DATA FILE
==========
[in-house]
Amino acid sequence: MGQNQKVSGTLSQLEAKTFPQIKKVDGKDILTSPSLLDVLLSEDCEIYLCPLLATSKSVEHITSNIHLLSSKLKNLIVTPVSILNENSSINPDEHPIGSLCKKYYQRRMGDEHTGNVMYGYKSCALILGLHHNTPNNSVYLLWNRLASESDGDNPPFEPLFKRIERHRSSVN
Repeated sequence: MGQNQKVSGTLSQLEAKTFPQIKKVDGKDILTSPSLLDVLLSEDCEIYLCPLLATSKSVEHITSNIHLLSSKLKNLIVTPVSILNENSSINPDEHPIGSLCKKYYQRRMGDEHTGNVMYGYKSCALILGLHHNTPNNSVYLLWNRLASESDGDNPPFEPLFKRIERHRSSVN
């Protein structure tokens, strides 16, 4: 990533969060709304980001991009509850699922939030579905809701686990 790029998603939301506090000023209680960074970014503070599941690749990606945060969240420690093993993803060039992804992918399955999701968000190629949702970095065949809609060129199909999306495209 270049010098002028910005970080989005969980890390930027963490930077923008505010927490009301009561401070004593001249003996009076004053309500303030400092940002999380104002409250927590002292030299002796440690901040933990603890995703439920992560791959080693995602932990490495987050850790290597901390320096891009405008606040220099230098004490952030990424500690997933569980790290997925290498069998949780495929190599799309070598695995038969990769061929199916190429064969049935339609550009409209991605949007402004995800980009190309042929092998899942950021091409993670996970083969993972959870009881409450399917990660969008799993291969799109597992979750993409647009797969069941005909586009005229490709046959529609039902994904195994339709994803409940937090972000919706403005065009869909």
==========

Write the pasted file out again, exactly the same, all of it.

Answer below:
[in-house]
Amino acid sequence: MGQNQKVSGTLSQLEAKTFPQIKKVDGKDILTSPSLLDVLLSEDCEIYLCPLLATSKSVEHITSNIHLLSSKLKNLIVTPVSILNENSSINPDEHPIGSLCKKYYQRRMGDEHTGNVMYGYKSCALILGLHHNTPNNSVYLLWNRLASESDGDNPPFEPLFKRIERHRSSVN
Repeated sequence: MGQNQKVSGTLSQLEAKTFPQIKKVDGKDILTSPSLLDVLLSEDCEIYLCPLLATSKSVEHITSNIHLLSSKLKNLIVTPVSILNENSSINPDEHPIGSLCKKYYQRRMGDEHTGNVMYGYKSCALILGLHHNTPNNSVYLLWNRLASESDGDNPPFEPLFKRIERHRSSVN
């Protein structure tokens, strides 16, 4: 990533969060709304980001991009509850699922939030579905809701686990 790029998603939301506090000023209680960074970014503070599941690749990606945060969240420690093993993803060039992804992918399955999701968000190629949702970095065949809609060129199909999306495209 270049010098002028910005970080989005969980890390930027963490930077923008505010927490009301009561401070004593001249003996009076004053309500303030400092940002999380104002409250927590002292030299002796440690901040933990603890995703439920992560791959080693995602932990490495987050850790290597901390320096891009405008606040220099230098004490952030990424500690997933569980790290997925290498069998949780495929190599799309070598695995038969990769061929199916190429064969049935339609550009409209991605949007402004995800980009190309042929092998899942950021091409993670996970083969993972959870009881409450399917990660969008799993291969799109597992979750993409647009797969069941005909586009005229490709046959529609039902994904195994339709994803409940937090972000919706403005065009869909």